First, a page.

Certified Final Objection No. 127 of the

Joint Legislative Committee on Administrative Rules

At its meeting on October 29, 2003, the Joint Legislative Committee on Administrative Rules (Committee) voted, pursuant to RSA 541-A:13, IV, to enter a preliminary objection to Final Proposal 2003-126 containing rules of the Department of Health and Human Services relative to personal property resources.

At its meeting on December 4, 2003 the Committee voted, pursuant to RSA 541-A:13, V(f), to enter a final objection to Final Proposal 2003-126. The final objection has been filed with the Director of the Office of Legislative Services for publication in the New Hampshire Rulemaking Register. The effect of a final objection is stated in RSA 541-A:13, VI:

After a final objection by the committee to a provision in the rule is filed with the director under subparagraph V(f), the burden of proof shall be on the agency in any action for judicial review or for enforcement of the provision to establish that the part objected to is within the authority delegated to the agency, is consistent with the intent of the legislature, is in the public interest, or does not have a substantial economic impact not recognized in the fiscal impact statement. If the agency fails to meet its burden of proof, the court shall declare the whole or portion of the rule objected to invalid. The failure of the committee to object to a rule shall not be an implied legislative authorization of its substantive or procedural lawfulness.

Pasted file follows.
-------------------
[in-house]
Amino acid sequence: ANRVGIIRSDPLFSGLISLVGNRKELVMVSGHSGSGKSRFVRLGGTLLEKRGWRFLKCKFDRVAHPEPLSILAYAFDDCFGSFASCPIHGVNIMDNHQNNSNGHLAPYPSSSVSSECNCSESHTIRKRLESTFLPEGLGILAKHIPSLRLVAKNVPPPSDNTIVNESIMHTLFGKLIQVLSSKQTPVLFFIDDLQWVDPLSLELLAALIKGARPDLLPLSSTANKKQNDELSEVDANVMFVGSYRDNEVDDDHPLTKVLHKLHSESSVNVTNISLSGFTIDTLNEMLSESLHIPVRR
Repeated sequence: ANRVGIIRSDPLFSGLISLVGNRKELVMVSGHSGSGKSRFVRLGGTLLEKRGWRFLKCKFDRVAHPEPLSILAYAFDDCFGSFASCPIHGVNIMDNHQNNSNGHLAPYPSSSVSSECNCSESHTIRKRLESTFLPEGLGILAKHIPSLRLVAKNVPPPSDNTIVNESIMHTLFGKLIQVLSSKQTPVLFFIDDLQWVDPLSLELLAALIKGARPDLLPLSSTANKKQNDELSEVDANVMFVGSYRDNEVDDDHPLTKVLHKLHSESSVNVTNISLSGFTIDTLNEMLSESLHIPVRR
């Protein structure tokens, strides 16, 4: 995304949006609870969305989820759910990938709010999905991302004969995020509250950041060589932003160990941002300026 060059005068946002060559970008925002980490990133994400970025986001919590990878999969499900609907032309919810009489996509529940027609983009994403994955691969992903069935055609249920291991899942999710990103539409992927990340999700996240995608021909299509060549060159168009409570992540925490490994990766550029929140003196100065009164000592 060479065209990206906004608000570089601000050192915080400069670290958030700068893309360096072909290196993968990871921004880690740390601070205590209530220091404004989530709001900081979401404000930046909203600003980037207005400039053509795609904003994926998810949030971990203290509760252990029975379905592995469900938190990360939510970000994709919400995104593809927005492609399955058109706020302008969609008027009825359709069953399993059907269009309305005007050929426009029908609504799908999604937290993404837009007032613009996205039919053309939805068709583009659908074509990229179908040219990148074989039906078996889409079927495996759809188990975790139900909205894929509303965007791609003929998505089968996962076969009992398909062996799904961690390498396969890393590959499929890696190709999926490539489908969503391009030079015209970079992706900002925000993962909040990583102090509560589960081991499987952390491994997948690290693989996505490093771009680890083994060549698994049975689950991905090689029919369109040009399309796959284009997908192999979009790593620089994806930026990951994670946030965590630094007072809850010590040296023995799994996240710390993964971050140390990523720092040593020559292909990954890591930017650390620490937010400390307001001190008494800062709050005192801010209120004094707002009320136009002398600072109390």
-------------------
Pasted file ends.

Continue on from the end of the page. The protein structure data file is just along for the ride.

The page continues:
The following summarizes the bases for the Committee’s final objection:

He-W 656.04(a)(13)

The Committee objected that He-W 656.04(a)(13) is, pursuant to Committee Rule 403.01(d), contrary to the public interest by not being clear and understandable.

He-W 656.04(a)(13) addresses the question of when distributions from a special needs trust will be considered income to the beneficiary for Medicaid eligibility purposes. The Committee had entered a preliminary objection to this provision based on the oral testimony of attorneys Michelle Winchester and Ann N. Butenhof, and the written testimony of a group of attorneys including John S. Kitchen, Ms. Winchester and Ms. Butenhof. Their testimony indicated He-W 656.04(a)(13) is unclear because it does not differentiate between self-settled trusts and third-party trusts, and it cannot readily be determined what things will be considered educational or medical expenses. Because no changes were made to the rule in the objection response, the Committee chose to enter a final objection on the same basis.